executable statements.

    Kent
  • Bob Gailer at Jul 25, 2007 at 6:35 pm

    Alan Gauld wrote:
    "Kent Johnson" <kent37 at tds.net> wrote

    Perl executes differently to Python in that it does a compilation
    stage before executing. Therefore Perl knows about all the function
    definitions prior to executing any code. Python compiles modules
    which it imports
    but not scripts which it executes.
    Python compiles all scripts to bytecode.
    Doh! Yes of course it does, stoopid me.

    scripts. However this has no bearing on the current thread; for both
    imported modules and executed scripts, a function must be defined
    before
    it can be called.
    Yes, the bearing is in the way that Perl compiles its code.
    Perl builds a name tree from the entire file before executing
    so it doesn't rely on the order of definition, Python seems
    to compile and execute code in a sequential manner and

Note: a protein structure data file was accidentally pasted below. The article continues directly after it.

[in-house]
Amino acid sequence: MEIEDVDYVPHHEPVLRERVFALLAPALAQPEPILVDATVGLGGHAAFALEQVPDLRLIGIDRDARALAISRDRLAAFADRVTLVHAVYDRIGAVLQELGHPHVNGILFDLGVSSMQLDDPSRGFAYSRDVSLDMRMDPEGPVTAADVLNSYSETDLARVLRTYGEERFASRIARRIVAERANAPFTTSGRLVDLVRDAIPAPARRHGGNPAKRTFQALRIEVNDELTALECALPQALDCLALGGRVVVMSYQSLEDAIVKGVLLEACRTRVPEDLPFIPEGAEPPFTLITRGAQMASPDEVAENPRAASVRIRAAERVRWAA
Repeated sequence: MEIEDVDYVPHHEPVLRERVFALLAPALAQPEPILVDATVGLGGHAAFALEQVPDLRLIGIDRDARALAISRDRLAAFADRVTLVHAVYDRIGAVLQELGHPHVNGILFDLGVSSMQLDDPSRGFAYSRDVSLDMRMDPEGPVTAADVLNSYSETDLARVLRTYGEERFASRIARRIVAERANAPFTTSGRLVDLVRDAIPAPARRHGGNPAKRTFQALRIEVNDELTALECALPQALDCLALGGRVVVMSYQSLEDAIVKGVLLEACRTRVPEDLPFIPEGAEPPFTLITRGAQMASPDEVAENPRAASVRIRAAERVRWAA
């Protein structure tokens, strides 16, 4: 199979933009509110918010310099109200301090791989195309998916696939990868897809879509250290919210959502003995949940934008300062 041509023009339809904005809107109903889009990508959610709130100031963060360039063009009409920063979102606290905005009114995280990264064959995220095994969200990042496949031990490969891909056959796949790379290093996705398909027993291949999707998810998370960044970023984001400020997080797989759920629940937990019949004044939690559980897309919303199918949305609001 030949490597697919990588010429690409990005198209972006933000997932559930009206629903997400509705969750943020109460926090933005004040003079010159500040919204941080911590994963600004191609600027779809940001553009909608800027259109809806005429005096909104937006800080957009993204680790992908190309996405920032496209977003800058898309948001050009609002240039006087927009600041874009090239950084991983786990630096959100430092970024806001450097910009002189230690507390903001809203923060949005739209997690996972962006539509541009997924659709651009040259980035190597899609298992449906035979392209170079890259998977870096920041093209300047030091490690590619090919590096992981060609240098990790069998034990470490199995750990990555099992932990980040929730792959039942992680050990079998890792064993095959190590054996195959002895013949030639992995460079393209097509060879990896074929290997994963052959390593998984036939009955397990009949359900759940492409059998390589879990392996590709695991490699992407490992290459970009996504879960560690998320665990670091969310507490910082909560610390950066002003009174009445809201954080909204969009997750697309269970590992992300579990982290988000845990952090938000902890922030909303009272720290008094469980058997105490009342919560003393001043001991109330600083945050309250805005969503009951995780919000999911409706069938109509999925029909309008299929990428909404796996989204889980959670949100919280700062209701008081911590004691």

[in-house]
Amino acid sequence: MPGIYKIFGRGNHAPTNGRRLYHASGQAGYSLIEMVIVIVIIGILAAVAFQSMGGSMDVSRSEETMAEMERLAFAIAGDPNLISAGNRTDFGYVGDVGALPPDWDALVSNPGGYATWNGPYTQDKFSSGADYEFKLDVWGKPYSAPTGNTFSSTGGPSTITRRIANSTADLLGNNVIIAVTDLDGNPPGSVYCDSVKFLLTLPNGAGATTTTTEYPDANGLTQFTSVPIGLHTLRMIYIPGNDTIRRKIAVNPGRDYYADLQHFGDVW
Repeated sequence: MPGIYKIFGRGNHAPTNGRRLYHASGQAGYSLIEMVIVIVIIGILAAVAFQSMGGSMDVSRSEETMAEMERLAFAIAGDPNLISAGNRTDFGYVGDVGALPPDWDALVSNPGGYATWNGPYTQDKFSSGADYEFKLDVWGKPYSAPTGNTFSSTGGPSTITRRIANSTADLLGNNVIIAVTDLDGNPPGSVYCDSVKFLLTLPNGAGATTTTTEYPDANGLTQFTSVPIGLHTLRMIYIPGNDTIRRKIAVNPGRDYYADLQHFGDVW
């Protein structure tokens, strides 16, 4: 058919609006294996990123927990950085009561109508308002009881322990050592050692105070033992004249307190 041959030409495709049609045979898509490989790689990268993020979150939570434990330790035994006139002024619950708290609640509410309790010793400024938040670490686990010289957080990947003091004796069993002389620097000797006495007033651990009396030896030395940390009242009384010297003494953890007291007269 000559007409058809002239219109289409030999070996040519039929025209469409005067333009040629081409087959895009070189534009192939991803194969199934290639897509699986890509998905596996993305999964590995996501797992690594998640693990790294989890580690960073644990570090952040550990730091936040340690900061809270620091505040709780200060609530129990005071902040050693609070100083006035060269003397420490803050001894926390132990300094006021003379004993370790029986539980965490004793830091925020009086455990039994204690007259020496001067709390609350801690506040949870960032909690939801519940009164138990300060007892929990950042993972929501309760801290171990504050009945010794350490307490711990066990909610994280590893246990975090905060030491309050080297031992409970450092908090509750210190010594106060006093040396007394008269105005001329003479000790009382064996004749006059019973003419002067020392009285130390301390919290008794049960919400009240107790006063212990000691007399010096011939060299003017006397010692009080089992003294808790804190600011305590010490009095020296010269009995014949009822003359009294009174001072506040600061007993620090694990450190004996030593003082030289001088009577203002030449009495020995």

therefore relies on the sequence being right.

    I'm not sure if the undefined name errors come from the compilation
    or from the execution - does anyone else. I confess i've never looked
    deeply into how Python actually does its complile/execute cycle.
    Compiling to bytecode raises syntax, deprecation and indentation errors.
    All others AKAIK are raised during execution
    Alan G.


    _______________________________________________
    Tutor maillist - Tutor at python.org
    http://mail.python.org/mailman/listinfo/tutor

    --
    Bob Gailer
    510-978-4454 Oakland, CA
    919-636-4239 Chapel Hill, NC
  • Dave Kuhlman at Jul 25, 2007 at 6:35 pm